Manhattan Borough President Scott Stringer, elected officials and parents protests the loss of discounted student MetroCards at a rally. (Photo by Heather Haddon)

Rage against sweeping transit cuts is ballooning, and expect it come to a boil Wednesday when the MTA decides on the painful “doomsday” proposals.

Board members are poised to vote on a 2010 budget this morning that would fill a nearly $400 million gap by enacting cuts that include:

- Eliminating the W and Z lines, and truncating the G and M

- Decreasing late night service and allowing for more subway crowding

- Ending 21 bus lines, stopping overnight service on 24 others and removing weekend schedules from 41 routes

The plan would also phase out discounted student MetroCards. Roughly 525,000 students receive the passes to travel to class and one after-school activity a day. The cards also allow thousands of children to visit city museums every year, and officials worry that the proposal will kill extracurricular activities.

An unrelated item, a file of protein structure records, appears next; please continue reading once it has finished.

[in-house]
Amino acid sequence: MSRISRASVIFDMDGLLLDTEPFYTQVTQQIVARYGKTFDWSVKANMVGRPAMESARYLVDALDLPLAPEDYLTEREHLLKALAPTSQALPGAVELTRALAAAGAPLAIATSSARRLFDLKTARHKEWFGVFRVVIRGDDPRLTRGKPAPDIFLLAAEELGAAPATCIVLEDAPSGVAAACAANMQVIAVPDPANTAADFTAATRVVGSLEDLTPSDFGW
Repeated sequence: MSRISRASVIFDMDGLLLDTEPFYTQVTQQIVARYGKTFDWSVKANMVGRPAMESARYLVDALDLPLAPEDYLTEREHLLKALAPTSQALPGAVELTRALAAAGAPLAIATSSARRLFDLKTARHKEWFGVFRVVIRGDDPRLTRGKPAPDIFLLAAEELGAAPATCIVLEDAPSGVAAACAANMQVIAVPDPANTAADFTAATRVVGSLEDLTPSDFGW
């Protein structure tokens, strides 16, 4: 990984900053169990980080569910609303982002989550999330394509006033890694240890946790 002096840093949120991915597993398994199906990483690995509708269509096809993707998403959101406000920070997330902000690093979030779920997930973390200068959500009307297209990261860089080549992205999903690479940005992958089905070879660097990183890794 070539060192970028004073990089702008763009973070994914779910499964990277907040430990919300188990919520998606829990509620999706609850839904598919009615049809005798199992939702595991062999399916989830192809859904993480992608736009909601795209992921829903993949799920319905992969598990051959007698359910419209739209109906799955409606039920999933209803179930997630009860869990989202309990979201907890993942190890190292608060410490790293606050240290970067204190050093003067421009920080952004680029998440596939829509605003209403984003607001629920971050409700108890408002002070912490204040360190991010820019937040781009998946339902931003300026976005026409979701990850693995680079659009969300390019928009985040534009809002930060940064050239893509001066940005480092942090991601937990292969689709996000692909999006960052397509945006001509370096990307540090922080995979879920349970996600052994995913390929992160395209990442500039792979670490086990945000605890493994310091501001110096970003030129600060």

“Are they going to walk?” asked Councilwoman Gale Brewer (D-Manhattan) at one of three protests held Tuesday over the cuts. “This pays for the tutoring, the karate, the soccer.”

Jazmin Vargas, a Bronx teacher, said two of her students were recently arrested for jumping turnstiles to get to school, and she worries that more low-income kids will do the same without the discount.

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“This is unprecedented,” said Manhattan Borough President Scott Stringer. “The MTA needs to sit down and come up with real proposals.”

City officials yesterday called for the MTA to tap stimulus funds instead of the cuts, but the money has already been forked over for big improvement contracts, the agency said. 

If adopted, the MTA must hold public hearings before beginning to phase in the cuts around July.